Mesolimbic pathway

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The mesolimbic pathway can be seen here as the blue projections from the VTA to various areas of the limbic system and to the medial prefrontal cortex .

The mesolimbic pathway is a dopaminergic pathway in the brain. The pathway begins in the ventral tegmental area of the midbrain and connects to the limbic system via the nucleus accumbens, the amygdala, and the hippocampus as well as to the medial prefrontal cortex. The mesolimbic dopamine system is widely believed to be a "reward" pathway, but that hypothesis is not universally accepted.[1]

Anatomy[edit]

The following structures are considered to be a part of the mesolimbic pathway:

Ventral Tegmental Area
The ventral tegmental area (VTA) is a part of the midbrain. It consists of dopaminergic, GABAergic, and glutamatergic neurons.[2] The VTA communicates with the nucleus accumbens via the medial forebrain bundle.
Nucleus Accumbens
The nucleus accumbens is found in the ventral striatum and is composed of medium spiny neurons.[3][4] It is subdivided into limbic and motor subregions known as the shell and core.[2] The medium spiny neurons receive input from both the dopaminergic neurons of the VTA and the glutamatergic neurons of the hippocampus, amygdala, and medial prefrontal cortex. When they are activated by these inputs, the medium spiny neurons' projections release GABA onto the ventral pallidum.[2] The release of dopamine in this structure drives the mesolimbic system.
Amygdala
The amygdala is a large nuclear mass in the temporal lobe anterior to the hippocampus. It has been associated with the assignment of emotions, especially fear and anxiety. There are two, one in each temporal lobe, and their functions may be lateralized.
Hippocampus
The hippocampus is located in the medial portion of the temporal lobe. It is known for its association with double memory (i.e., both procedural and declarative memory).
Bed Nucleus of the Stria Terminalis

Controversy over mesolimbic dopamine function[edit]

There is some controversy regarding dopamine’s role in the reward system. Three hypotheses—hedonia, learning, and incentive salience—have been proposed as explanations for dopamine’s function in the reward system.[1] The hedonia hypothesis suggests that dopamine in the nucleus accumbens acts as a 'pleasure neurotransmitter'. In the late 1970s, it was found that some drugs of abuse involved dopamine activity, in particular in the nucleus accumbens, to cause the "high" or euphoric state. However, not all rewards or pleasurable things involve activation of the reward system, which may suggest that the mesolimbic pathway may not be just a system that works merely off enjoyable things (hedonia).[5] Learning, on the other hand, deals with predictions of future rewards and association formation. Studies have shown that rats that had their ventral tegmental area and nucleus accumbens lesioned do not lose their learning capabilities, but rather lack the motivation to work for a reward.[1] Incentive salience (wanting) stands out as a possible role for dopamine, as it regards this molecule as being released when there is a stimulus worth working hard for, thus making an individual work to get it. In self-administration studies, animals have been trained to give an operant response (lever press, nose poke, wheel turn, etc.) in order to obtain either a drug or a mate. It has been shown that the animals will continue to perform the required task until the reward is received, or fatigue sets in.[2][5]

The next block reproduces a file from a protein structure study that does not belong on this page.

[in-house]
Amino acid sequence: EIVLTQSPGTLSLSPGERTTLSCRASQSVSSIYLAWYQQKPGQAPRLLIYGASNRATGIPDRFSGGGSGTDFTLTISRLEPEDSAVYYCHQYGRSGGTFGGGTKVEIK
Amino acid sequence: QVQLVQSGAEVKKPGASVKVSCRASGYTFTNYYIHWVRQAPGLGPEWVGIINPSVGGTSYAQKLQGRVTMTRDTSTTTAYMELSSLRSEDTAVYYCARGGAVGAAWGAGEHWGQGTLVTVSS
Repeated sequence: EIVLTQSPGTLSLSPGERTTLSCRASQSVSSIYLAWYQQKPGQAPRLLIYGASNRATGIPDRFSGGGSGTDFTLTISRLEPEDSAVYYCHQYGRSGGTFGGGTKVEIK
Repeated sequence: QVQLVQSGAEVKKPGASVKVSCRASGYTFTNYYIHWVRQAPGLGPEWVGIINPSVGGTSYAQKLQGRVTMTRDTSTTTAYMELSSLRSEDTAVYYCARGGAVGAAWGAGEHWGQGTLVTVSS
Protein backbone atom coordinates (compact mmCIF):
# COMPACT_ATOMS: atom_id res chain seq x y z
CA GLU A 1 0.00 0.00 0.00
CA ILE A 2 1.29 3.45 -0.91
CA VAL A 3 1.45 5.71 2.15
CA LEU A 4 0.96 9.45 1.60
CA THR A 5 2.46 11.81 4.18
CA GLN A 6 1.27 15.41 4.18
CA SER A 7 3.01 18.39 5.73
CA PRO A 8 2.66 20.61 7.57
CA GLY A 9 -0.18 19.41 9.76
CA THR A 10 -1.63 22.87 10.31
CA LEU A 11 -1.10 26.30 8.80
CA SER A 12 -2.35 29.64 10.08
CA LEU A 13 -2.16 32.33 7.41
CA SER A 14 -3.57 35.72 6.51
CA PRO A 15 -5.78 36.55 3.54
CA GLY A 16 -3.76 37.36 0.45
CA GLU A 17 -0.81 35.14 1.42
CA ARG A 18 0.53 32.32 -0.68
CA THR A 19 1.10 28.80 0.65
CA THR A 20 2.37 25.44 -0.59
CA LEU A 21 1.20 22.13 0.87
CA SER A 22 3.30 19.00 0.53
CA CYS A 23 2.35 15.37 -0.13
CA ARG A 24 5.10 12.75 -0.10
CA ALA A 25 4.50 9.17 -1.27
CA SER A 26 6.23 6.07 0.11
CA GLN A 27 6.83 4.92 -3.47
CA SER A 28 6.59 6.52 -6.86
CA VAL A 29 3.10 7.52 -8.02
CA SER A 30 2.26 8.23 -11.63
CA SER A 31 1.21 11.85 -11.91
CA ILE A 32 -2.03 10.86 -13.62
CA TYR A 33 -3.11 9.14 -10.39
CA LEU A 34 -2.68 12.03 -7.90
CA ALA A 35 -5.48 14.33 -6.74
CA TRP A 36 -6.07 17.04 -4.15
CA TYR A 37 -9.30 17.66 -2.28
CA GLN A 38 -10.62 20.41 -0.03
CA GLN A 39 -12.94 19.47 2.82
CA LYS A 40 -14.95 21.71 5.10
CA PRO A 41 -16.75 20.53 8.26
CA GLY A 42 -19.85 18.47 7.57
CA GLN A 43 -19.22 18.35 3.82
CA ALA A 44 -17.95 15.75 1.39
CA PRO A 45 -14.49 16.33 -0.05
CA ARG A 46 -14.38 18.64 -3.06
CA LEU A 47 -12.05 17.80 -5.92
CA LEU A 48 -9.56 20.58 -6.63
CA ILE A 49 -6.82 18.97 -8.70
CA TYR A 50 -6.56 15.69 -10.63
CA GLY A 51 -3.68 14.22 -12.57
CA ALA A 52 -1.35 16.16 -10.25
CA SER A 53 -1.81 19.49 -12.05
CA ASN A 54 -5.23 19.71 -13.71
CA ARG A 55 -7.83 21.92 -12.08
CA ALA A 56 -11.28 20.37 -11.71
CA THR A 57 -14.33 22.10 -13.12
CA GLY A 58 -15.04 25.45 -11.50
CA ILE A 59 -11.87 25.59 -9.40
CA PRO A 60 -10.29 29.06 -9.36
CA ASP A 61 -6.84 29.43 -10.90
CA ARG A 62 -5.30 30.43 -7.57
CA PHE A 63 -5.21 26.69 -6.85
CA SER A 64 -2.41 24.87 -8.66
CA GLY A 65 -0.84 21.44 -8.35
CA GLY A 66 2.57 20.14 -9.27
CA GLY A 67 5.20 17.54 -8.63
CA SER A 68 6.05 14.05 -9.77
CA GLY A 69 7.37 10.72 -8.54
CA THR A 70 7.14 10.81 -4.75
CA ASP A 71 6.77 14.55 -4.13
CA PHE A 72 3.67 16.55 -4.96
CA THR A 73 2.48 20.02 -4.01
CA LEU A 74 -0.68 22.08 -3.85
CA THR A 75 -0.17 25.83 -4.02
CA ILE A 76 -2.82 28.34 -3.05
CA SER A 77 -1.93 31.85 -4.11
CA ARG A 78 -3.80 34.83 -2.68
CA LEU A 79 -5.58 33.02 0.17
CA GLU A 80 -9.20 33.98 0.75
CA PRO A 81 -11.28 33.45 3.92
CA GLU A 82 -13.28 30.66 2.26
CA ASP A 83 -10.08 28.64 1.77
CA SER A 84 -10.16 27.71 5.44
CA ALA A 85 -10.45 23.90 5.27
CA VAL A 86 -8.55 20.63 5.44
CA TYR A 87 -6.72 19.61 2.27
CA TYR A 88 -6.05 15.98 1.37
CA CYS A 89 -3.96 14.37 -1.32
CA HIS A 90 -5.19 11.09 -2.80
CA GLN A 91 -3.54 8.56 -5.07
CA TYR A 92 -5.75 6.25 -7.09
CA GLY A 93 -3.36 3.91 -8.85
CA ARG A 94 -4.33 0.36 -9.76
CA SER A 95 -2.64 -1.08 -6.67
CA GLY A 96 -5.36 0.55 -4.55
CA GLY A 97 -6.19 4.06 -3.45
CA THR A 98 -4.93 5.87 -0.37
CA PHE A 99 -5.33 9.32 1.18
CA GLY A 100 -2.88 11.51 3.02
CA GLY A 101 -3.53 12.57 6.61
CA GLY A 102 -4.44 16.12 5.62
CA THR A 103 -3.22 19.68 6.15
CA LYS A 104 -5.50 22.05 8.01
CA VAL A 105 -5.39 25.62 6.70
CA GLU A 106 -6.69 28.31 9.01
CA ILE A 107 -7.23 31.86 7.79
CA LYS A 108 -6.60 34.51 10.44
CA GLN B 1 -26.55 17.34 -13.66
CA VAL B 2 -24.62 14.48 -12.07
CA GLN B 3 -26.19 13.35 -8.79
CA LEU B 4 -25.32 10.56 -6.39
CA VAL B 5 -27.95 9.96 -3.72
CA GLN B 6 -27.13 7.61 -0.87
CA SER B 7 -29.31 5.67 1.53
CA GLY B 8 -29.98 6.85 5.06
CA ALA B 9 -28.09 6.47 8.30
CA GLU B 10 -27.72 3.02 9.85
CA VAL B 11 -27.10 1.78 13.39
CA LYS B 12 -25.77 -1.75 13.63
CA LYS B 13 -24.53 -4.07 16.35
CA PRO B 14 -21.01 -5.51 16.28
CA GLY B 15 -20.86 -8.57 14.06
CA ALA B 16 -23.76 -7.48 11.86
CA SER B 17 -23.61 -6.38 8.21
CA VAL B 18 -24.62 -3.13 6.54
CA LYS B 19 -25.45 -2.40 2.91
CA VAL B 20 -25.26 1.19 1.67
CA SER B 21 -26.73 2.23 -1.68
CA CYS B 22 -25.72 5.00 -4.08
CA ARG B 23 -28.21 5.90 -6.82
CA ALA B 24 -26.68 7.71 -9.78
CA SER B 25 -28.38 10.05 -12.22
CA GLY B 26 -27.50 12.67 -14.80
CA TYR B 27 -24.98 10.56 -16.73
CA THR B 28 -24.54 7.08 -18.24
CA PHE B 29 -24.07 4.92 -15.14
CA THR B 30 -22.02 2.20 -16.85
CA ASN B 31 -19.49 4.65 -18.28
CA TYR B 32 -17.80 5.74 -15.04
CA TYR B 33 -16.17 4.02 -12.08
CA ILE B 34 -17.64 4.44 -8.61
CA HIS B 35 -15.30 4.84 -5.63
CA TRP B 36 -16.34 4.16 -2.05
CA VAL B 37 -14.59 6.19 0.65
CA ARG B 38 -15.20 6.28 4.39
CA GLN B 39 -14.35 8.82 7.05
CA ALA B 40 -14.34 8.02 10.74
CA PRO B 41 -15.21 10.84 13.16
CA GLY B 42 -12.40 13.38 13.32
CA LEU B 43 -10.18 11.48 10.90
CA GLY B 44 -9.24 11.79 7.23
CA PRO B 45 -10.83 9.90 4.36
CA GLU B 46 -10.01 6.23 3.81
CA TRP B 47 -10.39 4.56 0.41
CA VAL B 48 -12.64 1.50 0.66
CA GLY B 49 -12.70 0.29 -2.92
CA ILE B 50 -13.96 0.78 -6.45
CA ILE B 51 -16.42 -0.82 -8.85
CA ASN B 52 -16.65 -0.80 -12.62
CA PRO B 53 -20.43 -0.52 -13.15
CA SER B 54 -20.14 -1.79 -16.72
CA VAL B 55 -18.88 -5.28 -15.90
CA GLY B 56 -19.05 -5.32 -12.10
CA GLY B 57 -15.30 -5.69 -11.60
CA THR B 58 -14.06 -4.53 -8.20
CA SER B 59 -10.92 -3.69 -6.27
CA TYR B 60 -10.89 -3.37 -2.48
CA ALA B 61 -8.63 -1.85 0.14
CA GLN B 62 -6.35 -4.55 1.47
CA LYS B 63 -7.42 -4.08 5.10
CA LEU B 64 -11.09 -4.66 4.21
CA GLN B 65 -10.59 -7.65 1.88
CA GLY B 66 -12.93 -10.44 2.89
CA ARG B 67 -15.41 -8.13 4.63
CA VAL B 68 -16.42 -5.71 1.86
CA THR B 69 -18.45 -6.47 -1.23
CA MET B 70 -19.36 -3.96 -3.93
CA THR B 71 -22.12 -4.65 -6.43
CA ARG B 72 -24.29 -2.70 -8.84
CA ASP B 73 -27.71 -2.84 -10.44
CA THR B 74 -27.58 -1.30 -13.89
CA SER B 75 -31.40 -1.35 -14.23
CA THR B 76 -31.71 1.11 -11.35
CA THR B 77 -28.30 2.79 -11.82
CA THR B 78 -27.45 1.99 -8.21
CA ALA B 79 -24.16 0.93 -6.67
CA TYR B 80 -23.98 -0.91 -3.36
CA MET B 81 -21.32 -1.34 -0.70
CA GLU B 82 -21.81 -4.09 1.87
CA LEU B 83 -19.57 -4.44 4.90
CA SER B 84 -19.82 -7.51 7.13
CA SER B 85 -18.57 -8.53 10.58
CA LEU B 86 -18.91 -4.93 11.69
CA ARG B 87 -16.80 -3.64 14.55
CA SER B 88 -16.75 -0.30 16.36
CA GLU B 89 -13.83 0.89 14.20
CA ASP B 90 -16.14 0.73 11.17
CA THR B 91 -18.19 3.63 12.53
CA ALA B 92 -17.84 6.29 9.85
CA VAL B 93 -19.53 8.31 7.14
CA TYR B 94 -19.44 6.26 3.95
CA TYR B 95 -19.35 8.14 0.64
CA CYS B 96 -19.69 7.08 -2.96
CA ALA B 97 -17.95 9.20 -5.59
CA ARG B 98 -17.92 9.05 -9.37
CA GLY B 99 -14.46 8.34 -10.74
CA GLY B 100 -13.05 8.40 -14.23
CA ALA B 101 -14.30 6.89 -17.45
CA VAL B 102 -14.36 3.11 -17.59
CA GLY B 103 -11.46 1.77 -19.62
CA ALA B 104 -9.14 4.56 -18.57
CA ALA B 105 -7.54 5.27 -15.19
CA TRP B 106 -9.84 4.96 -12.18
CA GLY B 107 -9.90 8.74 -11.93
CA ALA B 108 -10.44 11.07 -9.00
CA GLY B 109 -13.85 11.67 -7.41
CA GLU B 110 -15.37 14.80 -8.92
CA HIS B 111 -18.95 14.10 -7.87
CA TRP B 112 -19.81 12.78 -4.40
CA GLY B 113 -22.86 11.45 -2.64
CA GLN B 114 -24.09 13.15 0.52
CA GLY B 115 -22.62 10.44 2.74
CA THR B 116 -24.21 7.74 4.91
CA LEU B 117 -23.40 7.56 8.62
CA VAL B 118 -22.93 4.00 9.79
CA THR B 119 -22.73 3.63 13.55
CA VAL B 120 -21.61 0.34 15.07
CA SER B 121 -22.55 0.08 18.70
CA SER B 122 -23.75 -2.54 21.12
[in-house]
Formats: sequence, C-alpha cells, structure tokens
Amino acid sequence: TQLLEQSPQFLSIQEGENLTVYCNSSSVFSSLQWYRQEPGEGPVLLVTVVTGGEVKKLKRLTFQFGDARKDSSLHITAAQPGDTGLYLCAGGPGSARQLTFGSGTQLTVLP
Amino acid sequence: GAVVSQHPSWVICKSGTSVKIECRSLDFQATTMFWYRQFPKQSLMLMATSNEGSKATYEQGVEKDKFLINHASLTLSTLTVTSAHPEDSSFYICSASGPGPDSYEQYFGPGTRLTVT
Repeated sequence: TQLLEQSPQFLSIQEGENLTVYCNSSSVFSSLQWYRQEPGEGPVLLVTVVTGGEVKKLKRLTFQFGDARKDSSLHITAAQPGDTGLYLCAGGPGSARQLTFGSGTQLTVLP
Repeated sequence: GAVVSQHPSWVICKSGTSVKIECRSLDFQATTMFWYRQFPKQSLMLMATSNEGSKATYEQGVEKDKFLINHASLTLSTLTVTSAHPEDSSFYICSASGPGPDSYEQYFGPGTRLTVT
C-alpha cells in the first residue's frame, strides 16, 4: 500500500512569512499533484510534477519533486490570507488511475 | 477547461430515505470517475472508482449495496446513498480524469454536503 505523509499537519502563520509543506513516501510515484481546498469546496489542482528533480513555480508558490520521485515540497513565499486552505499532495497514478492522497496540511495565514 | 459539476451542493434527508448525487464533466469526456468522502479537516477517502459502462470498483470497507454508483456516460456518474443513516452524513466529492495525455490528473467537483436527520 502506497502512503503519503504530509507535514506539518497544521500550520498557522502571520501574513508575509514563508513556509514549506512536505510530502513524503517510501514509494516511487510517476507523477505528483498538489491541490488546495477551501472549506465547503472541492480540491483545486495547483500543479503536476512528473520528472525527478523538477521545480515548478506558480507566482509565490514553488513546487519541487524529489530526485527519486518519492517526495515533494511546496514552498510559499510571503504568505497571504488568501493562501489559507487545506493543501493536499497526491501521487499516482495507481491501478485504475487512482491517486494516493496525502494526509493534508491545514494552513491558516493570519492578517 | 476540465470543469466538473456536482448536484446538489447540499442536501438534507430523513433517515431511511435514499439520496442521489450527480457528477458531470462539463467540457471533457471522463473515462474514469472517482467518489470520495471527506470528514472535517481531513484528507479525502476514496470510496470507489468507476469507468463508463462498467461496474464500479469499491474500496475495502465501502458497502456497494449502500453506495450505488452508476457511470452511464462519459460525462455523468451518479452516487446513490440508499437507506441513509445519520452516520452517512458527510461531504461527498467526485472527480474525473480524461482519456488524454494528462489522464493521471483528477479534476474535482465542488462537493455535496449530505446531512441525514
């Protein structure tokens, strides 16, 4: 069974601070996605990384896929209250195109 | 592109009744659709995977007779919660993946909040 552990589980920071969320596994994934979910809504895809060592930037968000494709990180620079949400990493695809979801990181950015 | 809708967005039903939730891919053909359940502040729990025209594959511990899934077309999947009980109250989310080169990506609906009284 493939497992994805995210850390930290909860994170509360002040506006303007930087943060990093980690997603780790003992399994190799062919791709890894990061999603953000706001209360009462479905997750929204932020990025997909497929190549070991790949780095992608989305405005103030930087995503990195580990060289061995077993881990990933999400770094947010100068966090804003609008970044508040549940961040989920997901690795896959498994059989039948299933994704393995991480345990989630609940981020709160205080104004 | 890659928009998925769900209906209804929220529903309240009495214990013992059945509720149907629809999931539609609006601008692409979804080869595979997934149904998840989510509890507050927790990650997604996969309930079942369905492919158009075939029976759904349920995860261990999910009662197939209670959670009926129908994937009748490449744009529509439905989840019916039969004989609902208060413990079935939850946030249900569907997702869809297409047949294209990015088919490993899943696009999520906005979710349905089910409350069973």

Clinical significance[edit]

Since the mesolimbic pathway is shown to be associated with feelings of reward and desire, this pathway is heavily implicated in neurobiological theories of addiction, schizophrenia, and depression.[6][7][8] Drug addiction, the loss of control over drug use or the compulsive seeking and taking of drugs despite adverse consequences, with the four major classes of abused drugs (psychostimulants, opiates, ethanol, and nicotine) are due to increased dopamine transmission in the limbic system-each by different mechanisms.[2][9] Like drug addiction, schizophrenia and depression have similar structural changes with dopamine transmission.[6]

Other dopamine pathways[edit]

The other dopamine pathways are:

References[edit]

  1. ^ a b c Berridge, K. C. 2007. "The debate over dopamine's role in reward: the case for incentive salience". Psychopharmacology 191:391-431
  2. ^ a b c d e Pierce RC, Kumaresan V. 2006. The mesolimbic dopamine system: The final common pathway for the reinforcing effect of drugs of abuse? Neuroscience and Biobehavioral Reviews 30:215-38
  3. ^ Zhang TA, Maldve RE, Morrisett RA. 2006. Coincident signaling in mesolimbic structures underlying alcohol reinforcement. Biochemical Pharmacology 72:919-27
  4. ^ Purves D et al. 2008. Neuroscience. Sinauer 4ed. 754-56
  5. ^ a b Neill D. Emory University. Personal Interview. 14 Oct. 2008
  6. ^ a b Van den Heuval DMA, Pasterkamp RJ. 2008. Getting connected in the dopamine system. Progress in Neurobiology 85:75-93
  7. ^ Laviolette SR. 2007. Dopamine modulation of emotional processing in cortical and subcortical neural circuits: evidence for a final common pathway in schizophrenia? Schizoprenia Bulletin 33:971-981
  8. ^ Diaz J. 1996. How Drugs Influence Behavior: A Neurobehavorial Approach. Prentice Hall
  9. ^ Janhunen S, Ahtee L. 2007. Differential nicotinic regulation of the nigrostriatal and mesolimbic dopaminergic pathways: Implications for drug development. Neuroscience and Biobehavioral Reviews 31:287-314

See also[edit]

External links[edit]